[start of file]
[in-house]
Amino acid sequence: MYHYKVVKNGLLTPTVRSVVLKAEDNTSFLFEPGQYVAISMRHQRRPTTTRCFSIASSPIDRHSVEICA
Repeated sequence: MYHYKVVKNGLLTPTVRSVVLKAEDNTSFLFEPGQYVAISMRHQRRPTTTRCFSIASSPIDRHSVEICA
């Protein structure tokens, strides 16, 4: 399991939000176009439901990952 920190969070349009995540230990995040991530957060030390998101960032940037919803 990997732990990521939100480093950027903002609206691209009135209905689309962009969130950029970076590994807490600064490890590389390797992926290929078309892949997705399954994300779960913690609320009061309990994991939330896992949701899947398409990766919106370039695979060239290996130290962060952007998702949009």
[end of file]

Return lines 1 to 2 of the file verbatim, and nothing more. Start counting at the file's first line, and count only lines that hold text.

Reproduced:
[in-house]
Amino acid sequence: MYHYKVVKNGLLTPTVRSVVLKAEDNTSFLFEPGQYVAISMRHQRRPTTTRCFSIASSPIDRHSVEICA